Tuesday, February 24, 2009

Clinic Notes: God and ABA

In almost 40 years of clinic work with children I thought I'd seen every problem imaginable and successfully dealt with most. But then a dedicated mother of a child with Asperger's, who was working hard to mainstream him, told me about her child's struggle with the power of prayer. "School is getting harder and harder for me," her child had told her. "Why won't God help me? I pray and pray but He won't help me. Why won't God help me? Mom tried to explain that maybe God was helping by leading the family to my clinic where he received speech and ABA. But I don't think her child bought that. I live and practice in a small southern town and most of the children that I see attend Church regularly. They learn in Sunday School that God answers prayers and Asperger's kids tend to take everything literally. He was praying for help in school, but school wasn't getting any easier. In fact it was getting harder and harder and he couldn't keep up. What could I say? What could I do? I kept up the ABA drills, offered tangible reinforcers and praise. But this child wanted more than I could offer. Tonight, when this child comes for his appointment, I am going to do something I have never done. We are going to say a little prayer before we start.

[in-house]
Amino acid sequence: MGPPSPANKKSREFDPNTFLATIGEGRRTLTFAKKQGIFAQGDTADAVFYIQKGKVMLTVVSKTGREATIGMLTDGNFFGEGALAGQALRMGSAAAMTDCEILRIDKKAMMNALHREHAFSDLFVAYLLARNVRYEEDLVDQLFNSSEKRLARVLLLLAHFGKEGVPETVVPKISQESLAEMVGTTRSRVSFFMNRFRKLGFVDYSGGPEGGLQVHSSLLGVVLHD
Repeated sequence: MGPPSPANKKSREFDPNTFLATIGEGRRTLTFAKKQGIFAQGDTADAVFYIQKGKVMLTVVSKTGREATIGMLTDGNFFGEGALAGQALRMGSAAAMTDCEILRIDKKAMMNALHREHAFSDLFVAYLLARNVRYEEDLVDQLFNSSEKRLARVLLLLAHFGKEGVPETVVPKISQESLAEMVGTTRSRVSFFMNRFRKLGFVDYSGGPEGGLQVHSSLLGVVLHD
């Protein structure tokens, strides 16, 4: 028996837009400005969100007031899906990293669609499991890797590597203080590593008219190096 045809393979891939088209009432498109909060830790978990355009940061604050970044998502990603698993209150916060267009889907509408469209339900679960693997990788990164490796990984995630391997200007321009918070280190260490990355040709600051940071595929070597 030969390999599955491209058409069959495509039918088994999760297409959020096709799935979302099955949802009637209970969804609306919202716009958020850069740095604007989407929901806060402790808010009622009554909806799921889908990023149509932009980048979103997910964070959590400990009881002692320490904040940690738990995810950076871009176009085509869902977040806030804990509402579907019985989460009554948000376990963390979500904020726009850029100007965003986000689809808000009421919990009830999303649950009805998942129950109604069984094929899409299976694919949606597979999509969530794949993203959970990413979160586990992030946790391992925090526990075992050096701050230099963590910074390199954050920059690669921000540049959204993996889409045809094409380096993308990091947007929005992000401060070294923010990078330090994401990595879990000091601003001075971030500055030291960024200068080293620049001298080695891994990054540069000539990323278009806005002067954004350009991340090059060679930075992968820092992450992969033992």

Saturday, February 14, 2009

Clinic Notes: Where Were All the Asperger's Children When I was Growing Up?

Children with Asperger's Syndrome tend to have social problems and eccentric behavior. Their verbal behavior, especially conversation, is often described as unusual. Speech is often abnormal with problems in inflection and their speech also tends to be repetitive. Children and adults with Asperger's tend to perseverate on certain topics in their conversation and not understand that they may be boring others. Although the diagnosis has been around since 1944, only recently are children being regularly diagnosed with Asperger's. This got me to thinking about kids I grew up with, teachers I had in school, and "characters" I have run into or heard people talk about that were described as weird, geeks, strange, not all there, delinquents, etc. Did any of them have Asperger's? And if they did what happened to them?
I do remember many of these kids were bullied and picked on and everyone made fun of them. They were also always in trouble. Interestingly, I don't remember any of them being in special ed or receiving special services such as speech, OT, or ABA. Recently, I was able to track down some of these kids I had known in elementary school on my high school website. Of course this is not a precise statistical scientific study, but they all seemed to be doing ok. They had families and good jobs. I wish I had been nicer to them back then. But now that I've tracked them down I don't worry as much now about how the kids with Asperger' who come to my clinic are going to turn out. I'm thinking they will do just fine.

Tuesday, February 10, 2009

Clinic Notes: Is the Increased in the Number of Children Diagnosed with Autism Real?